We spend three nights in the quaint mountain village of Wanaka, enjoying a wealth of activities. Perched on Lake Wanaka, with Mount Aspiring National Park rising behind it, Wanaka offers sports on land, lakes and rivers, and in the air.
We’ll arrive in time for a quick hike above our hotel to view the layout of the town, then we’ll settle-in for a relaxing dinner. Afterwards, take a walk along the lakefront and through the quaint downtown, stopping at Kai Waka Pai or Cafe Paradiso for a nightcap.
Day 10: Jump, Slide, Rappel: The Art of Canyoning
What will be your favorite activity on Wild Kiwi? Many travelers give that title to a sport you may never have heard of: Canyoning (sometimes known in North America as canyoneering).
Don a wetsuit, then hike down to a crystal stream that over the millennia has carved its way deep into the bedrock. Now, you’ll simply follow this stream and canyon as they wind through the rocks and trees.
First obstacle: The stream drops fifteen feet, through a narrow trough, into a pool of water below. There’s no obvious way to get down until your instructor demonstrates. It’s quite simple: sit at the top, and just slide down.
The next drop-off has no such slide, so you try another technique: Rappelling (known Down Under as “abseiling”), in which you slide down a rope, using a belay plate to control your speed. Then another pool, and a more basic technique: This time you simply jump into the pool of water ten feet below. Bend your knees as you hit, the guide explains, and it goes without a hitch.
Those are the three basic canyoning techniques: slide, rappel, jump. Soon you’ve got the hang of them — or so you think. But in the natural environment of the canyon, every situation offers its own peculiarities.
The next water slide looks to be about 25 feet, and just about straight down. No problem, it’s a deep pool of water, explains your guide, and you soon discover he’s right.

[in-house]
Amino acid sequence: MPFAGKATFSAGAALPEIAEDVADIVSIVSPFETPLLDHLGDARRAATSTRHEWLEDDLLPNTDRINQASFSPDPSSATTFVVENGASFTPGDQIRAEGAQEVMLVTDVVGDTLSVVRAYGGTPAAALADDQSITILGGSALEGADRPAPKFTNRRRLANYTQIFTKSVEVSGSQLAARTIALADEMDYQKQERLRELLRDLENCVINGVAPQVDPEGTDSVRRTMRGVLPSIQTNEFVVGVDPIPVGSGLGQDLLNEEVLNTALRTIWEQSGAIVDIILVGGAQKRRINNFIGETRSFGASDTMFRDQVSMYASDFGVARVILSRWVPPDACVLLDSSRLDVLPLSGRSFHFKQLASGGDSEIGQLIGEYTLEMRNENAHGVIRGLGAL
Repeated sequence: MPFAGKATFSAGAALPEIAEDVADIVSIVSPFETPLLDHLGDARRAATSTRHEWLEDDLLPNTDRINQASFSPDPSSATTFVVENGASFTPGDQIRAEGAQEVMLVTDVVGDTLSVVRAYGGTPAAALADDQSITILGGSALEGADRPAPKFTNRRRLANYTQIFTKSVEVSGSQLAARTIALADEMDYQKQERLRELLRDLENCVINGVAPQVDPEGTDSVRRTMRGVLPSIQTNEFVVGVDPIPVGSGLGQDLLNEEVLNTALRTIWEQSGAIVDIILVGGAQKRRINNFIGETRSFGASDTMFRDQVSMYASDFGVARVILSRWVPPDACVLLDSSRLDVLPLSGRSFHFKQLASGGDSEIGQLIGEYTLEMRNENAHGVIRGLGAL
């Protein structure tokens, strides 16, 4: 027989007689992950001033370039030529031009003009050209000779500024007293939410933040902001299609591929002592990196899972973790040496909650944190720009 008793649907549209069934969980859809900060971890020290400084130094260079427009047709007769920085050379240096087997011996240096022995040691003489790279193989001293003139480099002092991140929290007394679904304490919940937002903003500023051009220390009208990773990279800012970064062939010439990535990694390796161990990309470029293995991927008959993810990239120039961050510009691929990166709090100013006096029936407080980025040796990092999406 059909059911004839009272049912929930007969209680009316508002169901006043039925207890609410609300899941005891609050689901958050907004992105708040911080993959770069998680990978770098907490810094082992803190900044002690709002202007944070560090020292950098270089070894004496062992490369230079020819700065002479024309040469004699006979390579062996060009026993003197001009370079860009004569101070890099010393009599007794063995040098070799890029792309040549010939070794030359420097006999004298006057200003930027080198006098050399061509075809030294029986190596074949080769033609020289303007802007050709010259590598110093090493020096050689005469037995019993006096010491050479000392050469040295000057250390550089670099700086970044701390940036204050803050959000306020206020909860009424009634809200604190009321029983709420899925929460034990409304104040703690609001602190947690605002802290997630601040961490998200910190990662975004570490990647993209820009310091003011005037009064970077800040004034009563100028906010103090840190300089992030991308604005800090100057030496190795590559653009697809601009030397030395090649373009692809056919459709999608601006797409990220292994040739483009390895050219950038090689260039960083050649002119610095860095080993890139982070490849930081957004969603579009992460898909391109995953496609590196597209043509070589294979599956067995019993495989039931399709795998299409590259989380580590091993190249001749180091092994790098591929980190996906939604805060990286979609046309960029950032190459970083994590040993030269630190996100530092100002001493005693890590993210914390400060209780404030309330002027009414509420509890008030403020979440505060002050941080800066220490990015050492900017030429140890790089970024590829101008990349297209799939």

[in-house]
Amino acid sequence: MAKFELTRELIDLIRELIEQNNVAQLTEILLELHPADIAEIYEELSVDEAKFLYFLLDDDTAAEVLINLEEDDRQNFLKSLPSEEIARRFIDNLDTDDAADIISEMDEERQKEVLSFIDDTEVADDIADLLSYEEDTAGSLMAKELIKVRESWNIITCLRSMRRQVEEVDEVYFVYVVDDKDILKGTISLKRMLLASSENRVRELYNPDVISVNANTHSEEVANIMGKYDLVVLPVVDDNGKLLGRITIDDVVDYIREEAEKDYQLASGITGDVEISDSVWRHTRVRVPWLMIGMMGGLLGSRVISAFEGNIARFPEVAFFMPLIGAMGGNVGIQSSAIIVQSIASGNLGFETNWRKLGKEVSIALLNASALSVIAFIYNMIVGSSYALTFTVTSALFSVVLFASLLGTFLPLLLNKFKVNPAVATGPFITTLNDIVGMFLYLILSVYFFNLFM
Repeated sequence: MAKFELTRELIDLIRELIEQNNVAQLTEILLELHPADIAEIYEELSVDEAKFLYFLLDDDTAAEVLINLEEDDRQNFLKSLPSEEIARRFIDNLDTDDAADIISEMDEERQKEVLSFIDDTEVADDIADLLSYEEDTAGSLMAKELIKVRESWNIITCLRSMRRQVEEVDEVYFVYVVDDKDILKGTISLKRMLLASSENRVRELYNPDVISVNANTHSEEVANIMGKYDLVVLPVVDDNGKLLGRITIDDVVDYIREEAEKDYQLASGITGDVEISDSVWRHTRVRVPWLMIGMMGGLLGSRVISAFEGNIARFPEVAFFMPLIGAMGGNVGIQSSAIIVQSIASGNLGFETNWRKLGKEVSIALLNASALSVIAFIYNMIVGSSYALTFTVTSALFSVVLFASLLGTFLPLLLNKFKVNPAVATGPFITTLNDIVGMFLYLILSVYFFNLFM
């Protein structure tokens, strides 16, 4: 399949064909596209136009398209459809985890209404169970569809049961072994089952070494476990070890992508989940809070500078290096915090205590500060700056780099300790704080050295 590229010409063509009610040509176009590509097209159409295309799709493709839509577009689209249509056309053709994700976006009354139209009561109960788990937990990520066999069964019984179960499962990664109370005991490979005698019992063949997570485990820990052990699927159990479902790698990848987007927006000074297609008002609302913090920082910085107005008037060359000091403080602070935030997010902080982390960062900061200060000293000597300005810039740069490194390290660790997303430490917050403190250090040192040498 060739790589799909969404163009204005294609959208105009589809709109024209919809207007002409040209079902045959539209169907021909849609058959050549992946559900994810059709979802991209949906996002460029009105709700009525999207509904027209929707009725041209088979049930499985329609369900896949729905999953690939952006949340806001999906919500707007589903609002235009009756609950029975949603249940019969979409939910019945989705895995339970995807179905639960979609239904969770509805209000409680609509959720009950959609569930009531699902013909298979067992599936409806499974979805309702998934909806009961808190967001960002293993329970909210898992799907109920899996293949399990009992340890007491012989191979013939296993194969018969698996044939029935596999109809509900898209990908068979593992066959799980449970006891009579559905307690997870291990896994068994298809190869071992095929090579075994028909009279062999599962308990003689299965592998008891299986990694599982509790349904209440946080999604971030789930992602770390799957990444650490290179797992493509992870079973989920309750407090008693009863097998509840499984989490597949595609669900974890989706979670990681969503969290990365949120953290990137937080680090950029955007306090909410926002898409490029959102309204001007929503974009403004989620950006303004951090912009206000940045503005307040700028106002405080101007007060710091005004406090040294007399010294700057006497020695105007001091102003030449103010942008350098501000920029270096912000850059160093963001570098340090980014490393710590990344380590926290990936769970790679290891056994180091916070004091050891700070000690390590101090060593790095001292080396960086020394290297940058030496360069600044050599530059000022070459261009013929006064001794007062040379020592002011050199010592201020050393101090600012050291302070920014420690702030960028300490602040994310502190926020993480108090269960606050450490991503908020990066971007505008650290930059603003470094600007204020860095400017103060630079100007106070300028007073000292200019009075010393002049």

Nature has created a water wonderland that, in our opinion, outshines the best man-made water parks. After sliding on your bum down a short slide, you’ll pop onto your belly as the water snakes you through a sinewy trough and empties you into another deep pool of crystal clear water. Tuck your head and you dive right in. As the others catch up, you can rest behind the waterfall and take in this other worldly grotto of moss, ferns, and falling water splitting sunrays into magical rainbows.
Ready for the next step? You’ve got to descend those 40 feet. There happens to be a small waterfall in your path, but the guide hasn’t noticed it, and you’re too polite to say anything. So, before you can say “call me a cab,” you’re clipped into the rappel rope and splashing down through that waterfall. As with other rappels, the guide has a second safety line attached to you. You can control your descent with the belay plate; but if you mess up, the guide will still have you.
If you’re not participating in canyoning, you can sign up for one of many other activities offered. Biking, wine tours, or even a full day of paragliding lessons on Mt. Iron, overlooking the lake, at a site known for its steady winds. Or just wander around town, perhaps hike or ride a bike on a nearby trail, then read a book on the shores of glacially-carved Lake Wanaka.
Day 11: Exploring the Wonders of Wanaka